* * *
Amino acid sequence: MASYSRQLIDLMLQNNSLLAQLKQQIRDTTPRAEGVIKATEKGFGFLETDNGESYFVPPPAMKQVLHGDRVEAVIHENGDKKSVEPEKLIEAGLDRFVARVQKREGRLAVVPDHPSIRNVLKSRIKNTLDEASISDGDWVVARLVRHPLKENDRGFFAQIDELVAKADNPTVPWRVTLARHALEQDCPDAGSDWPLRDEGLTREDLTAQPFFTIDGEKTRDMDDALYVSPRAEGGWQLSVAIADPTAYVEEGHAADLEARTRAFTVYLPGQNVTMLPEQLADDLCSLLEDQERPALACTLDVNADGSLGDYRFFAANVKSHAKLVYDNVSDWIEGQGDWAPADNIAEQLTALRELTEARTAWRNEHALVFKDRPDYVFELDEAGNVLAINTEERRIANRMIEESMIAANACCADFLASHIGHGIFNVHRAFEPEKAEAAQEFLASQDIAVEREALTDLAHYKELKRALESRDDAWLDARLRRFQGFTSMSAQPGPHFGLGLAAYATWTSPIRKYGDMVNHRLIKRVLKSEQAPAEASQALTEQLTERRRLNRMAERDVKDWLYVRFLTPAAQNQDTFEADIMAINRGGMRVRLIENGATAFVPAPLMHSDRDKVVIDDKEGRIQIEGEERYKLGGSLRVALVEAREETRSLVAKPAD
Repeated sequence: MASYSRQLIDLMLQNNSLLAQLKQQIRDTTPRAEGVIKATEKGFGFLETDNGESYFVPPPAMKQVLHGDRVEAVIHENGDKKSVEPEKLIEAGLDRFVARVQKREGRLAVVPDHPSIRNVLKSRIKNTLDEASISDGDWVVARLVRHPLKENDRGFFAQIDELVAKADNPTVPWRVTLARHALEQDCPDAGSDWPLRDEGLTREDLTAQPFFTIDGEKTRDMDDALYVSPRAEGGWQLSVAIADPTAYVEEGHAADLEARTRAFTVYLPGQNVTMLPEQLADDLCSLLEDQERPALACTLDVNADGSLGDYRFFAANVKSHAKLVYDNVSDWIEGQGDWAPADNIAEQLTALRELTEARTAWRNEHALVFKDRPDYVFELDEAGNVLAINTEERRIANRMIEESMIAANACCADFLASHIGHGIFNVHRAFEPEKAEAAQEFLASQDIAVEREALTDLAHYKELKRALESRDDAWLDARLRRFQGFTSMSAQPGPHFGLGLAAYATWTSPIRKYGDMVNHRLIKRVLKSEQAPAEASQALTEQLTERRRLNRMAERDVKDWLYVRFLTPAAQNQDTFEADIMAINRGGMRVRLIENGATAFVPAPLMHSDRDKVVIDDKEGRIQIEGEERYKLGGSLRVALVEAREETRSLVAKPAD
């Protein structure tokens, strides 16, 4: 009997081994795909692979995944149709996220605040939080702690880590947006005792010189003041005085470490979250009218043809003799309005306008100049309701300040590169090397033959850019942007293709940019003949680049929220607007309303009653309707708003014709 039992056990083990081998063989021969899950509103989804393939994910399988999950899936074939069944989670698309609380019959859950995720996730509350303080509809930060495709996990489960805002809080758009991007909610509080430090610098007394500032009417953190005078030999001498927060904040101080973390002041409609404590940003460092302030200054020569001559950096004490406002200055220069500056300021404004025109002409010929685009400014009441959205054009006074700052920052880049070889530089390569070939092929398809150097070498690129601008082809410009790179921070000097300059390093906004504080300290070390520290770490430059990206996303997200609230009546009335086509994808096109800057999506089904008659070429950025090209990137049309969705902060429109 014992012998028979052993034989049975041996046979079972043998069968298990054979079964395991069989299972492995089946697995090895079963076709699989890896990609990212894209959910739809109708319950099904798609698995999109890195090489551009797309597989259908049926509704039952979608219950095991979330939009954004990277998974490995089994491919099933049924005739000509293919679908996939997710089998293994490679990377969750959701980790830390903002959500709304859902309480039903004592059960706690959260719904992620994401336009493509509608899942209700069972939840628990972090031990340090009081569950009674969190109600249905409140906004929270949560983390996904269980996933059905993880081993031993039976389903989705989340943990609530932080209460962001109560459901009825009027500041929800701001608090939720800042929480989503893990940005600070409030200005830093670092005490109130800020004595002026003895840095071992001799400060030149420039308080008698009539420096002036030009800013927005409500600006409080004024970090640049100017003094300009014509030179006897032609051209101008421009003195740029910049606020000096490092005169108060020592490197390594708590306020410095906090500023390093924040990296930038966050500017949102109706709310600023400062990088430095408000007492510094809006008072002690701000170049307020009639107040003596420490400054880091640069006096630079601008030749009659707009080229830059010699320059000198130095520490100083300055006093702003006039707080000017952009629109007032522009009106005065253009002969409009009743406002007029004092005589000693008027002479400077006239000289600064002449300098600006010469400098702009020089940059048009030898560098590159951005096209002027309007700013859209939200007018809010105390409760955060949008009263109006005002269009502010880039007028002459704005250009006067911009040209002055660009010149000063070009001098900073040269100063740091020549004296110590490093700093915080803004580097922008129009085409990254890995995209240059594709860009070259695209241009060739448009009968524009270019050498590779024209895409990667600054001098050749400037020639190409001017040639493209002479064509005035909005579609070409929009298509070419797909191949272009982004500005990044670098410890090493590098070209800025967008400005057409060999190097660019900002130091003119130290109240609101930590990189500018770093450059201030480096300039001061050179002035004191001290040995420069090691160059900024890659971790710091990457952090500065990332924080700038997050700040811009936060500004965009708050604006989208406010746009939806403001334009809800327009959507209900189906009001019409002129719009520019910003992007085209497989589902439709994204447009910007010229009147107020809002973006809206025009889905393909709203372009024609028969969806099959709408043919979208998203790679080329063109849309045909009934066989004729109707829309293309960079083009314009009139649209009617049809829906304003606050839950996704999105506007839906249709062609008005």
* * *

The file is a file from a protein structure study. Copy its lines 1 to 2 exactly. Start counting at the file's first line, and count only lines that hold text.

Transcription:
Amino acid sequence: MASYSRQLIDLMLQNNSLLAQLKQQIRDTTPRAEGVIKATEKGFGFLETDNGESYFVPPPAMKQVLHGDRVEAVIHENGDKKSVEPEKLIEAGLDRFVARVQKREGRLAVVPDHPSIRNVLKSRIKNTLDEASISDGDWVVARLVRHPLKENDRGFFAQIDELVAKADNPTVPWRVTLARHALEQDCPDAGSDWPLRDEGLTREDLTAQPFFTIDGEKTRDMDDALYVSPRAEGGWQLSVAIADPTAYVEEGHAADLEARTRAFTVYLPGQNVTMLPEQLADDLCSLLEDQERPALACTLDVNADGSLGDYRFFAANVKSHAKLVYDNVSDWIEGQGDWAPADNIAEQLTALRELTEARTAWRNEHALVFKDRPDYVFELDEAGNVLAINTEERRIANRMIEESMIAANACCADFLASHIGHGIFNVHRAFEPEKAEAAQEFLASQDIAVEREALTDLAHYKELKRALESRDDAWLDARLRRFQGFTSMSAQPGPHFGLGLAAYATWTSPIRKYGDMVNHRLIKRVLKSEQAPAEASQALTEQLTERRRLNRMAERDVKDWLYVRFLTPAAQNQDTFEADIMAINRGGMRVRLIENGATAFVPAPLMHSDRDKVVIDDKEGRIQIEGEERYKLGGSLRVALVEAREETRSLVAKPAD
Repeated sequence: MASYSRQLIDLMLQNNSLLAQLKQQIRDTTPRAEGVIKATEKGFGFLETDNGESYFVPPPAMKQVLHGDRVEAVIHENGDKKSVEPEKLIEAGLDRFVARVQKREGRLAVVPDHPSIRNVLKSRIKNTLDEASISDGDWVVARLVRHPLKENDRGFFAQIDELVAKADNPTVPWRVTLARHALEQDCPDAGSDWPLRDEGLTREDLTAQPFFTIDGEKTRDMDDALYVSPRAEGGWQLSVAIADPTAYVEEGHAADLEARTRAFTVYLPGQNVTMLPEQLADDLCSLLEDQERPALACTLDVNADGSLGDYRFFAANVKSHAKLVYDNVSDWIEGQGDWAPADNIAEQLTALRELTEARTAWRNEHALVFKDRPDYVFELDEAGNVLAINTEERRIANRMIEESMIAANACCADFLASHIGHGIFNVHRAFEPEKAEAAQEFLASQDIAVEREALTDLAHYKELKRALESRDDAWLDARLRRFQGFTSMSAQPGPHFGLGLAAYATWTSPIRKYGDMVNHRLIKRVLKSEQAPAEASQALTEQLTERRRLNRMAERDVKDWLYVRFLTPAAQNQDTFEADIMAINRGGMRVRLIENGATAFVPAPLMHSDRDKVVIDDKEGRIQIEGEERYKLGGSLRVALVEAREETRSLVAKPAD